If you struggle with back pain, you’re not alone. At any one time, approximately 31 million Americans complain of low back pain, and general back pain is the second most common reason for visits to the doctor each year. When most people think about common causes of back pain, they think of acute causes lifting a heavy object incorrectly.
While it’s totally possible that your back pain could have been caused by an incident like this, it’s also possible that certain aspects of your lifestyle are responsible for your pain. Listed below are three lifestyle factors that could be causing — or contributing to — your back pain.
Many people are surprised to learn that their pain isn’t brought on by a physiological issue, but rather by an emotional or psychological one. Chronic stress can wreak havoc on your body in all kinds of ways, and it often manifests as chronic pain.
When you’re stressed, it’s not uncommon to constantly feel tension, particularly in the neck, back, and shoulders. Over time, this tension leads to pain — it can even cause bulging discs, which further exacerbates your symptoms.
If you’re suffering from chronic back pain and have a lot of stress in your life — whether it’s brought on by your job or a major life change — look for ways to relieve that stress.
Exercise, yoga, meditation, spending more time with friends and family, or spending more time outside and away from technology are all good options.
2. Poor Posture
Even if your job isn’t particularly stressful, it could still be wreaking havoc on your back. Slouching over a computer or hunching over your phone all day isn’t doing your spine any favors.
Poor posture strains the spine and the muscles that surround it. It can also compress the nerves and create problems with the discs and joints. Over time, you can even alter the natural curvature of your spine by constantly slouching.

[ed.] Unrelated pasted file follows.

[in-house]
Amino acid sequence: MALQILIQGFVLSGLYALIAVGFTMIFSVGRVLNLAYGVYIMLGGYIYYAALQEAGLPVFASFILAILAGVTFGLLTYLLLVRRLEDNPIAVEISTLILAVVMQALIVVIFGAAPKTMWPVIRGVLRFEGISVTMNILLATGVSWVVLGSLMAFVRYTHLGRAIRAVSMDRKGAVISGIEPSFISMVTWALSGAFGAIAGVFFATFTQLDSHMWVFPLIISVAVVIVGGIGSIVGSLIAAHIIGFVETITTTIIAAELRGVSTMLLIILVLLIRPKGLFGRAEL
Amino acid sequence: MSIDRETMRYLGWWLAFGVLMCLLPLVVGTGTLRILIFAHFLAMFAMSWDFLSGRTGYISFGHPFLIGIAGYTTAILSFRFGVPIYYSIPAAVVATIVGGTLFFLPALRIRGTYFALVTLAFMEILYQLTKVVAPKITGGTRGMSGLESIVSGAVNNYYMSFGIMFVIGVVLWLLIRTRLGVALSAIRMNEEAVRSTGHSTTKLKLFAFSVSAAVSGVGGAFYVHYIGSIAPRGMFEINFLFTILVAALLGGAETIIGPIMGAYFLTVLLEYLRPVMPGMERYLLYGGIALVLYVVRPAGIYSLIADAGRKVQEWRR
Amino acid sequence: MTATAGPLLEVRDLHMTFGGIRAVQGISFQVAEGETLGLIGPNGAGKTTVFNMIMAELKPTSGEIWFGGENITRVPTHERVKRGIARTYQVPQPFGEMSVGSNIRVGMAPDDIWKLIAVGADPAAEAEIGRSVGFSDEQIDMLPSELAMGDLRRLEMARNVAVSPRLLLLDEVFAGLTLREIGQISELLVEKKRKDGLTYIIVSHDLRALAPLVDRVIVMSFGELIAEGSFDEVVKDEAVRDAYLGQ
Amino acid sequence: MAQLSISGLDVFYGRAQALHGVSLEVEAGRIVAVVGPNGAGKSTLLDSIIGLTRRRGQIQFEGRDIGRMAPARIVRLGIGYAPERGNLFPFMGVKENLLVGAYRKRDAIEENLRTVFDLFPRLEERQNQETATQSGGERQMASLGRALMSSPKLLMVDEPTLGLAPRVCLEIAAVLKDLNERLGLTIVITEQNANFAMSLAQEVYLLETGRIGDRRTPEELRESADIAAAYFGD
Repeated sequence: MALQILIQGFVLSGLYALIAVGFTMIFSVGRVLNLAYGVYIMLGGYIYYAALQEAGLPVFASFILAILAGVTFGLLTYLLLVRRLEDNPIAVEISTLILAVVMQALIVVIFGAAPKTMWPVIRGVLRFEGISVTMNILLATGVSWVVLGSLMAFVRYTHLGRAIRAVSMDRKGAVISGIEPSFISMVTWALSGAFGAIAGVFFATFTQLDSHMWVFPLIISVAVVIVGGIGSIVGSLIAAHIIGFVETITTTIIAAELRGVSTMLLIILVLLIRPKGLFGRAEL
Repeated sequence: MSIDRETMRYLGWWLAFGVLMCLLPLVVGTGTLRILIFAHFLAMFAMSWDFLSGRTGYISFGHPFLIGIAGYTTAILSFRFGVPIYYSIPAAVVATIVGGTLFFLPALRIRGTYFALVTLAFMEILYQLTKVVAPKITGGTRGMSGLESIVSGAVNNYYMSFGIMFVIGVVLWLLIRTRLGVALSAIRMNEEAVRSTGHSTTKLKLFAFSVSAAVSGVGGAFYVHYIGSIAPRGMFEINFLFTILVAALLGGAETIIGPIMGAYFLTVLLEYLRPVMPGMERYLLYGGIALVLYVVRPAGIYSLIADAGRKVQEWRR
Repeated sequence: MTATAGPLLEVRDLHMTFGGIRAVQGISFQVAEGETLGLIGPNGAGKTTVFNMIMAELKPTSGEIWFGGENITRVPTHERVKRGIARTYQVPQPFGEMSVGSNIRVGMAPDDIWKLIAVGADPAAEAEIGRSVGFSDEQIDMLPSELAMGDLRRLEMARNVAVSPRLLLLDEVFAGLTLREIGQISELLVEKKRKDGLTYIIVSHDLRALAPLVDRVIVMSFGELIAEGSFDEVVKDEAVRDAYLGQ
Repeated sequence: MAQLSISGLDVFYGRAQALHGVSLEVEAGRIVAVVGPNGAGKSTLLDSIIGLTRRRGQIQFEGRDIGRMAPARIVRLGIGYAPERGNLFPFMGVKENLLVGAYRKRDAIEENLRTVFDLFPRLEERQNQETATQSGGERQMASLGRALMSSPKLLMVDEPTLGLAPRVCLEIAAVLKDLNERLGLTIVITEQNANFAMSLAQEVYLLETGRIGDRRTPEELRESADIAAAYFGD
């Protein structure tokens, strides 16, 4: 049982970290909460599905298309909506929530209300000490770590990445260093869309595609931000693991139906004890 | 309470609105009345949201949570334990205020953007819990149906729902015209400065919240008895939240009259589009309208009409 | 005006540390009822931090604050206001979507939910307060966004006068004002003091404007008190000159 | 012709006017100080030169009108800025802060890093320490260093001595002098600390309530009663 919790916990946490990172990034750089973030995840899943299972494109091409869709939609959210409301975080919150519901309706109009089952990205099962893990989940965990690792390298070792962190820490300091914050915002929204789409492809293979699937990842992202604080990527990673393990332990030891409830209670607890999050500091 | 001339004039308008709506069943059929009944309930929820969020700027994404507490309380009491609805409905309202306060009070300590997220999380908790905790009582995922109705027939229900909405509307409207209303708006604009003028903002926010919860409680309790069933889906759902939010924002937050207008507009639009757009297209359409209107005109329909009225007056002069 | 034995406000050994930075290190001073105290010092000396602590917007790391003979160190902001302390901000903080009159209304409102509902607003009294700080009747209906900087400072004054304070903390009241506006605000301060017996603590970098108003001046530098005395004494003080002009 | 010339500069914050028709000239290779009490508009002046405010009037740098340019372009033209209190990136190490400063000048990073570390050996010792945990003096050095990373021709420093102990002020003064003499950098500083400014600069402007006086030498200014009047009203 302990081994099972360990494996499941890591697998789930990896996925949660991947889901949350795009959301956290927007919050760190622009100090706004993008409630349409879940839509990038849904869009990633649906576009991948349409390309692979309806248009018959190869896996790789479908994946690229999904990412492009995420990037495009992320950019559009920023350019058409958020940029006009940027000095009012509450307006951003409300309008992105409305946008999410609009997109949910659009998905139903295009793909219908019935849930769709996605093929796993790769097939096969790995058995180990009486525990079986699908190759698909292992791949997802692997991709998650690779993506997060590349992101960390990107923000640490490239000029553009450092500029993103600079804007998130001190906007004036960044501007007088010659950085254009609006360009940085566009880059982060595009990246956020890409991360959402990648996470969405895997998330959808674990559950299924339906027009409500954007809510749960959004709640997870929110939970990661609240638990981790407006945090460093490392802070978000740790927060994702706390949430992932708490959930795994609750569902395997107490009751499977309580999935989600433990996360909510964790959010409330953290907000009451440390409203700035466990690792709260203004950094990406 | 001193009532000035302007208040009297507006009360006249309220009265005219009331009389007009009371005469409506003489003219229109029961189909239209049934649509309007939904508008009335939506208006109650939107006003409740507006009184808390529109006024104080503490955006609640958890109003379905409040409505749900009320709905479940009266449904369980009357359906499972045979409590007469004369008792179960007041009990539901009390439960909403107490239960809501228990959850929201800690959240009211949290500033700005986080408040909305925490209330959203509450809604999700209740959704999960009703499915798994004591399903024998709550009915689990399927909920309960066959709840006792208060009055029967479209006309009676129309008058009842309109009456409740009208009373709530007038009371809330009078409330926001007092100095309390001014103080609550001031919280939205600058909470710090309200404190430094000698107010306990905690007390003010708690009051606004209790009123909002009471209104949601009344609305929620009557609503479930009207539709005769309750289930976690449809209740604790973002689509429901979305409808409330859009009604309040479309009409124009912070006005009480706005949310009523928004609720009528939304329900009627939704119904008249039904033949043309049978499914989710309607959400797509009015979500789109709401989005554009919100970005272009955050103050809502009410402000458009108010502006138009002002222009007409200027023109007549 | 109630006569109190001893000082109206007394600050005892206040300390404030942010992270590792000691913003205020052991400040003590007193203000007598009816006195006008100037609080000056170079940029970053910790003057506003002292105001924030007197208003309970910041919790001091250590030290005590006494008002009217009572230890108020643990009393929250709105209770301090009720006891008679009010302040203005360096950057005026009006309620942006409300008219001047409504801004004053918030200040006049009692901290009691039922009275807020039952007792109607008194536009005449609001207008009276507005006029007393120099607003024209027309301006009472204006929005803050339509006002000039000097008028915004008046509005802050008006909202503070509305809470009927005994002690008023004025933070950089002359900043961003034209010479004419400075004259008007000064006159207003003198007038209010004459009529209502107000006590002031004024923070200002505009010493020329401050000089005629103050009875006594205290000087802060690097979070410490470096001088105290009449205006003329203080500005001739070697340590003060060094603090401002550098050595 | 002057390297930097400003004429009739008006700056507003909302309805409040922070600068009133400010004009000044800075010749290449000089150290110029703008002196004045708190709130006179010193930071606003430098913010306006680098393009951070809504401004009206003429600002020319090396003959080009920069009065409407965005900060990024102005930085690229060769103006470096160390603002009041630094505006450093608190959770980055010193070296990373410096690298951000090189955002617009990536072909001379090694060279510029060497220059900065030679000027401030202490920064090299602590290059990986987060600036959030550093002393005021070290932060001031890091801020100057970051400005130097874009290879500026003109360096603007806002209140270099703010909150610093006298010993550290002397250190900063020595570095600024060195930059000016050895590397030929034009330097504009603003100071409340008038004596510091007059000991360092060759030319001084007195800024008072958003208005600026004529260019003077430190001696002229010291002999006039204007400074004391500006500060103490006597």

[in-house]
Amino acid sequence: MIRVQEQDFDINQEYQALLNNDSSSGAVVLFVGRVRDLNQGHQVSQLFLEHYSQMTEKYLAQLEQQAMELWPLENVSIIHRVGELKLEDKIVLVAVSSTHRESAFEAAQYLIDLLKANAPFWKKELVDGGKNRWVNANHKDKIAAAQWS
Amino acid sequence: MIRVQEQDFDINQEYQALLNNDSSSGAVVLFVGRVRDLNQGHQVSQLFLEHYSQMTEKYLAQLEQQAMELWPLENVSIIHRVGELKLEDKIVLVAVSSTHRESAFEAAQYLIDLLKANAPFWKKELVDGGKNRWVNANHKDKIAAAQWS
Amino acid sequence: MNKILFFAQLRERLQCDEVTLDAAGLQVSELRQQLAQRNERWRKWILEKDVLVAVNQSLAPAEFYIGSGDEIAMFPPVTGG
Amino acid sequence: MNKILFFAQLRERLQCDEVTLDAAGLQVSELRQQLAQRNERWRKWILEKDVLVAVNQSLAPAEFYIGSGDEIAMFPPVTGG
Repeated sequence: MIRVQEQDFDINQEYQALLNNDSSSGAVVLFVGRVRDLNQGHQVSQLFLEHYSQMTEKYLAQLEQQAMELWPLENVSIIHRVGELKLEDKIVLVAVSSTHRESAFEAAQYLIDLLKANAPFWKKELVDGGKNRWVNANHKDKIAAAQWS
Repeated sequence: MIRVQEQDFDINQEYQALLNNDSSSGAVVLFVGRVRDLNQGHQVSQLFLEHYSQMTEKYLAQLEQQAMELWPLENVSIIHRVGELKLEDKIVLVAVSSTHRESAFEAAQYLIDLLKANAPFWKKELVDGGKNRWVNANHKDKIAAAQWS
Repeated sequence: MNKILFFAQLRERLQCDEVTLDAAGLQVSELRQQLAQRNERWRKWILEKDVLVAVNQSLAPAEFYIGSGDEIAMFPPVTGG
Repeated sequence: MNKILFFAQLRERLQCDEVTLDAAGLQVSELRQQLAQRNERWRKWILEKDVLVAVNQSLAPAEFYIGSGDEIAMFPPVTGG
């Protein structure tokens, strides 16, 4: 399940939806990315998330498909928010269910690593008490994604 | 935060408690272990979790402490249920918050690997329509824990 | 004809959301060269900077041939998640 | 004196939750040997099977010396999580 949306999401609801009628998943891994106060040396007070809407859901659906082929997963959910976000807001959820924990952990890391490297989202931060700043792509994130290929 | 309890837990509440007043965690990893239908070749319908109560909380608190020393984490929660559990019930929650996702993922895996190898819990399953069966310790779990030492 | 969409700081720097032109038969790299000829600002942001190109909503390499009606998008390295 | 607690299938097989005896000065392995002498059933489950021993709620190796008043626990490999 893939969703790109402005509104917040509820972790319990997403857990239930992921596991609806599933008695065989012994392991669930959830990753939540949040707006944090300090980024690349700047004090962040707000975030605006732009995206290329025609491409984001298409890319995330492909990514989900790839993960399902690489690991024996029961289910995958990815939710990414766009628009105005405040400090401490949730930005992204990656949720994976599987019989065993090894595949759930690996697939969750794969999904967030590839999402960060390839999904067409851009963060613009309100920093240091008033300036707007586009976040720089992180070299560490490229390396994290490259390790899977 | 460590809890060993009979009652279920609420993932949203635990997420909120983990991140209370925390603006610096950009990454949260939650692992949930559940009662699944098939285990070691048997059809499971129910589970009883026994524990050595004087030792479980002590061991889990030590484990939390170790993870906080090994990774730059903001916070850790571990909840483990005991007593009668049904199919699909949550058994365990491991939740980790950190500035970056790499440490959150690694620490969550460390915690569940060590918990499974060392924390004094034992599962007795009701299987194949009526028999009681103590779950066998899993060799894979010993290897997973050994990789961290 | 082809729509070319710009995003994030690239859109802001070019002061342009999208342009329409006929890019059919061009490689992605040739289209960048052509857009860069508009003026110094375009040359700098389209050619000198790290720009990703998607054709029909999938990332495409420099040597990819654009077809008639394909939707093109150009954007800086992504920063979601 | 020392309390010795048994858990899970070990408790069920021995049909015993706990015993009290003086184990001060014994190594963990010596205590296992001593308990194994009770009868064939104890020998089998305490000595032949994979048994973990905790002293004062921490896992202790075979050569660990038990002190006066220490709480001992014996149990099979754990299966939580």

To improve your posture and minimize pain, start by adjusting your workspace to make it more ergonomic. Raise your computer screen so it’s at eye-level, lower your keyboard so your elbows and wrists are relaxed while you type, and sit up straight with your feet planted flat on the floor.
Be sure to take regular breaks throughout the day, too, to walk around and stretch your neck.
3. Poor Sleep
Back pain often makes good sleep difficult to come by. But, poor sleep can also cause your back pain or make it worse since your body isn’t able to heal injuries as efficiently.
It’s a frustrating feedback loop to get into, and it may seem like you’ll never be able to get a good night’s sleep again. There are definitely ways to improve your sleep quantity and quality, though, starting with practicing good sleep hygiene.
Some characteristics of good sleep hygiene include:
- Waking up and going to sleep at the same time each day
- Avoiding caffeine after 3 p.m. — or earlier if you’re particularly sensitive
- Avoiding electronic use at least two hours before bed
- Resisting the urge to nap during the day — this throws off your body’s circadian rhythm
You may also want to look into upgrading your mattress. An uncomfortable, lumpy mattress only enforces the back pain/poor sleep feedback loop by exacerbating pain and make it even harder for you to sleep well at night.
Tips for Managing All Forms of Back Pain
Whether you think your back pain is caused by a poor diet or unsupportive shoes, these tips — combined with the more specific guidelines mentioned above — can help you manage and alleviate your pain.
- Cold therapy for back pain in the form of an ice pack or cold compress
- Using a heating pad or hot water bottle to apply heat to painful areas and minimize stiffness
- Gentle stretching to loosen up the muscles and relieve stress
Chronic back pain is, well, a pain. Fortunately, lifestyle changes can often minimize or even eliminate this pain.
If you’re always stressed, sleeping poorly, or have bad posture, start by working to change the aspects of your life while supplementing with the pain management tips mentioned above.